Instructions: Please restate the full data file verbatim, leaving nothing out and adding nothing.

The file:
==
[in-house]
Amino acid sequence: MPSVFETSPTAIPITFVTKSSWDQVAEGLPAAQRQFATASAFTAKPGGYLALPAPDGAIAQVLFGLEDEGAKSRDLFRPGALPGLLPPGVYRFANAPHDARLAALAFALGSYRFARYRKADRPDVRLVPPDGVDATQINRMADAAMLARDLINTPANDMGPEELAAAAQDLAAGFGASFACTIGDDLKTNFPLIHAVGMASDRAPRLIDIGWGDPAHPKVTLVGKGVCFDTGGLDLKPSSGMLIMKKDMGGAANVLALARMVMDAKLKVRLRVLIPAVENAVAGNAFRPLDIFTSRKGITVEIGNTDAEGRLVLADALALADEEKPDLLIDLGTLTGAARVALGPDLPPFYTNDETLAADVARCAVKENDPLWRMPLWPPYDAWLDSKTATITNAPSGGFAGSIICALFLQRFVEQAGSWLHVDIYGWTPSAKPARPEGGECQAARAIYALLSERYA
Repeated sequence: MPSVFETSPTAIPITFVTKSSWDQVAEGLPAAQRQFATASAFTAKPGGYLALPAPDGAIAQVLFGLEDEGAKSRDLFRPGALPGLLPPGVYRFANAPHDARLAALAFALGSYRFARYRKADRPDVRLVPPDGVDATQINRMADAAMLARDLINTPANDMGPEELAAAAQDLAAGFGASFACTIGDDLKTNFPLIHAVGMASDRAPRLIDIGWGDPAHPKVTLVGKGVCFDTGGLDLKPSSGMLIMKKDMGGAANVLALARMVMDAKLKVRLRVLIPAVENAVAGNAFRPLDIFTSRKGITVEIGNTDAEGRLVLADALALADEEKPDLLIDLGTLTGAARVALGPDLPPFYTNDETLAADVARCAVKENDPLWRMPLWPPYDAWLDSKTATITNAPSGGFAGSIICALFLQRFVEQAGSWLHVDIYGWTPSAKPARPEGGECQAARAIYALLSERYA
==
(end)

[in-house]
Amino acid sequence: MPSVFETSPTAIPITFVTKSSWDQVAEGLPAAQRQFATASAFTAKPGGYLALPAPDGAIAQVLFGLEDEGAKSRDLFRPGALPGLLPPGVYRFANAPHDARLAALAFALGSYRFARYRKADRPDVRLVPPDGVDATQINRMADAAMLARDLINTPANDMGPEELAAAAQDLAAGFGASFACTIGDDLKTNFPLIHAVGMASDRAPRLIDIGWGDPAHPKVTLVGKGVCFDTGGLDLKPSSGMLIMKKDMGGAANVLALARMVMDAKLKVRLRVLIPAVENAVAGNAFRPLDIFTSRKGITVEIGNTDAEGRLVLADALALADEEKPDLLIDLGTLTGAARVALGPDLPPFYTNDETLAADVARCAVKENDPLWRMPLWPPYDAWLDSKTATITNAPSGGFAGSIICALFLQRFVEQAGSWLHVDIYGWTPSAKPARPEGGECQAARAIYALLSERYA
Repeated sequence: MPSVFETSPTAIPITFVTKSSWDQVAEGLPAAQRQFATASAFTAKPGGYLALPAPDGAIAQVLFGLEDEGAKSRDLFRPGALPGLLPPGVYRFANAPHDARLAALAFALGSYRFARYRKADRPDVRLVPPDGVDATQINRMADAAMLARDLINTPANDMGPEELAAAAQDLAAGFGASFACTIGDDLKTNFPLIHAVGMASDRAPRLIDIGWGDPAHPKVTLVGKGVCFDTGGLDLKPSSGMLIMKKDMGGAANVLALARMVMDAKLKVRLRVLIPAVENAVAGNAFRPLDIFTSRKGITVEIGNTDAEGRLVLADALALADEEKPDLLIDLGTLTGAARVALGPDLPPFYTNDETLAADVARCAVKENDPLWRMPLWPPYDAWLDSKTATITNAPSGGFAGSIICALFLQRFVEQAGSWLHVDIYGWTPSAKPARPEGGECQAARAIYALLSERYA